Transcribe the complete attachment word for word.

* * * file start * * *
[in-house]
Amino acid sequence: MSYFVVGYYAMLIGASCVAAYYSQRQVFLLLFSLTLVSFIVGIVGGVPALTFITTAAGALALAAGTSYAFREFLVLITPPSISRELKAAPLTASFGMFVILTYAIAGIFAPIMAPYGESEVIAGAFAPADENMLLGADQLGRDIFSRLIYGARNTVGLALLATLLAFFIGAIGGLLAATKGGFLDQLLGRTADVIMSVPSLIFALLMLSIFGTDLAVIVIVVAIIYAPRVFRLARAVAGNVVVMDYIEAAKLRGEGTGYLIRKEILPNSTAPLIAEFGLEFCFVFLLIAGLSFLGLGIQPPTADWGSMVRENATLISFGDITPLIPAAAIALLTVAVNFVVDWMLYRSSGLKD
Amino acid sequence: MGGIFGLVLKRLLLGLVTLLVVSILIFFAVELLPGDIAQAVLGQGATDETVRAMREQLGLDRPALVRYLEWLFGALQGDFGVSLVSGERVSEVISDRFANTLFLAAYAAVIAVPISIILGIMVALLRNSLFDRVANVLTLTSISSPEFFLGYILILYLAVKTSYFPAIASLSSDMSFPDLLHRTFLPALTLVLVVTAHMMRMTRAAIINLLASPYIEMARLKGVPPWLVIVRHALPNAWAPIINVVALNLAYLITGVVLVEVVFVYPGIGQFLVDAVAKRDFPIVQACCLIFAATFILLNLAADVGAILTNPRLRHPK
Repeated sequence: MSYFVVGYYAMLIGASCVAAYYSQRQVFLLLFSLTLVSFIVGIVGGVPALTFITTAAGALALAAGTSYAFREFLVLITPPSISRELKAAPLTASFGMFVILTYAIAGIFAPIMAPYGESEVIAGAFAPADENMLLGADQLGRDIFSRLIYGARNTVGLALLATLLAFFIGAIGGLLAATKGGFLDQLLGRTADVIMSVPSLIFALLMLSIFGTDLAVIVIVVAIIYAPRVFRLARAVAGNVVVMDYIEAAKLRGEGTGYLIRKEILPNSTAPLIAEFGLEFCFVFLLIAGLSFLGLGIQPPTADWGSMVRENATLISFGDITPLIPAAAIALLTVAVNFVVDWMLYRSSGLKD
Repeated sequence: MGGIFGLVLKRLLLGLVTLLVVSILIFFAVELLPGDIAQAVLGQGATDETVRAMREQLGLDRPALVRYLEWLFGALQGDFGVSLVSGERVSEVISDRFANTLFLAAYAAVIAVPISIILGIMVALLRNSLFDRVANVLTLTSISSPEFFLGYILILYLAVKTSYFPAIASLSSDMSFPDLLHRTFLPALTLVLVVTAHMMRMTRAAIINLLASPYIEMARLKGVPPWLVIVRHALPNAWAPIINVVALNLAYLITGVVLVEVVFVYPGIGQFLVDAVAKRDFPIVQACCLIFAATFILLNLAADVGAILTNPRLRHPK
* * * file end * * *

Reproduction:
[in-house]
Amino acid sequence: MSYFVVGYYAMLIGASCVAAYYSQRQVFLLLFSLTLVSFIVGIVGGVPALTFITTAAGALALAAGTSYAFREFLVLITPPSISRELKAAPLTASFGMFVILTYAIAGIFAPIMAPYGESEVIAGAFAPADENMLLGADQLGRDIFSRLIYGARNTVGLALLATLLAFFIGAIGGLLAATKGGFLDQLLGRTADVIMSVPSLIFALLMLSIFGTDLAVIVIVVAIIYAPRVFRLARAVAGNVVVMDYIEAAKLRGEGTGYLIRKEILPNSTAPLIAEFGLEFCFVFLLIAGLSFLGLGIQPPTADWGSMVRENATLISFGDITPLIPAAAIALLTVAVNFVVDWMLYRSSGLKD
Amino acid sequence: MGGIFGLVLKRLLLGLVTLLVVSILIFFAVELLPGDIAQAVLGQGATDETVRAMREQLGLDRPALVRYLEWLFGALQGDFGVSLVSGERVSEVISDRFANTLFLAAYAAVIAVPISIILGIMVALLRNSLFDRVANVLTLTSISSPEFFLGYILILYLAVKTSYFPAIASLSSDMSFPDLLHRTFLPALTLVLVVTAHMMRMTRAAIINLLASPYIEMARLKGVPPWLVIVRHALPNAWAPIINVVALNLAYLITGVVLVEVVFVYPGIGQFLVDAVAKRDFPIVQACCLIFAATFILLNLAADVGAILTNPRLRHPK
Repeated sequence: MSYFVVGYYAMLIGASCVAAYYSQRQVFLLLFSLTLVSFIVGIVGGVPALTFITTAAGALALAAGTSYAFREFLVLITPPSISRELKAAPLTASFGMFVILTYAIAGIFAPIMAPYGESEVIAGAFAPADENMLLGADQLGRDIFSRLIYGARNTVGLALLATLLAFFIGAIGGLLAATKGGFLDQLLGRTADVIMSVPSLIFALLMLSIFGTDLAVIVIVVAIIYAPRVFRLARAVAGNVVVMDYIEAAKLRGEGTGYLIRKEILPNSTAPLIAEFGLEFCFVFLLIAGLSFLGLGIQPPTADWGSMVRENATLISFGDITPLIPAAAIALLTVAVNFVVDWMLYRSSGLKD
Repeated sequence: MGGIFGLVLKRLLLGLVTLLVVSILIFFAVELLPGDIAQAVLGQGATDETVRAMREQLGLDRPALVRYLEWLFGALQGDFGVSLVSGERVSEVISDRFANTLFLAAYAAVIAVPISIILGIMVALLRNSLFDRVANVLTLTSISSPEFFLGYILILYLAVKTSYFPAIASLSSDMSFPDLLHRTFLPALTLVLVVTAHMMRMTRAAIINLLASPYIEMARLKGVPPWLVIVRHALPNAWAPIINVVALNLAYLITGVVLVEVVFVYPGIGQFLVDAVAKRDFPIVQACCLIFAATFILLNLAADVGAILTNPRLRHPK